Lowy is pleased to have framed many of the over 60 paintings on view in this important
exhibition which is the largest survey of Joaquin Torres-Garcia in an American gallery in
over 60 years. This impressive group of artworks from the family of the artist has never
been exhibited together in its entirety.
Torres-Garcia is a Uruguayan artist who spent much of his life in the United States and
Europe. He combined themes of indigenous art from the Americas, Africa, and Oceania
with modernist concepts creating semi-abstract paintings that pushed the boundaries of
abstraction. Many of his paintings employed a constructivist grid filled with pictographs
that mixed geometry and abstraction with figurative or spiritual subject matter; this
became his signature style. He participated in early European avant-garde movements
and returning to Uruguay later in life, founded several schools of modern art which
introduced many modernist ideas such as Cubism and Constructivism to Latin America.
An influential teacher who was admired by his fellow artists, he knew and worked with
many great artists such as Piet Mondrian, Wassily Kandinsky, Juan Gris, and Pablo
Picasso. Juan Miro was proud to have been one of his students.
Lisa Wyer worked with Eleanor Acquavella and Michael Findlay to select frames for the
exhibition that related to the figurative and abstract subject matter of these artworks
using elements of both historic and contemporary frame designs. Many of the moldings
that were chosen incorporated simple flat panels to relate to the flat abstract geometric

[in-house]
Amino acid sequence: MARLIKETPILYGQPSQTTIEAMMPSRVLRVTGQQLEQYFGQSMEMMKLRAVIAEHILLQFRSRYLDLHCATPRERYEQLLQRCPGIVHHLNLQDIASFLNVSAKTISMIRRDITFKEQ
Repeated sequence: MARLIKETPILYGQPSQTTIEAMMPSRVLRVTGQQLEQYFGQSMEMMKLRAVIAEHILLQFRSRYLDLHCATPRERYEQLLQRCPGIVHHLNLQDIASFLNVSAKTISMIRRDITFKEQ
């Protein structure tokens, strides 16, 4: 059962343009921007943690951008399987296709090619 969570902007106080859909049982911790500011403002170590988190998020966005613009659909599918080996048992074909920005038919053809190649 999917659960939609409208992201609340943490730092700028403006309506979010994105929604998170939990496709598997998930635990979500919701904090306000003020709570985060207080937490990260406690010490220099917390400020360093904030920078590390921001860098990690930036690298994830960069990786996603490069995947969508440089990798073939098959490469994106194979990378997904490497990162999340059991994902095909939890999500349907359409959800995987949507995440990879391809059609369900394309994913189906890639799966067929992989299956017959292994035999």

subject matter without distracting. Simple natural or painted finishes were chosen.
Floating frame designs were used for many of the artworks to present them as objects
and to allow for the entire works to be shown.
More traditional simple Spanish profiles were chosen for the figurative works. These
frame designs were based on the classic cassetta frame, also called a plate or box
frame, which has been used in framing since the 15 th century. This construction is
comprised of a flat panel or frieze with applied raised inner and outer moldings. The
mostly flat designs used for these frames also relate to the simpler more contemporary
frame designs used on other works. Subtle finishes of gold and black were used on the
more traditional works. Several frames were additionally ornamented in the panels with
classic stenciled ornamentation or sgrafitto, a Renaissance technique of applying paint
over burnished gold and then scratching through to create a gilded design.
The Worlds of Joaquin Torres-Garcia , 1896 -1949
at Acquavella Galleries, 18 East 79th Street, New York, NY
April 12 - May 25, 2018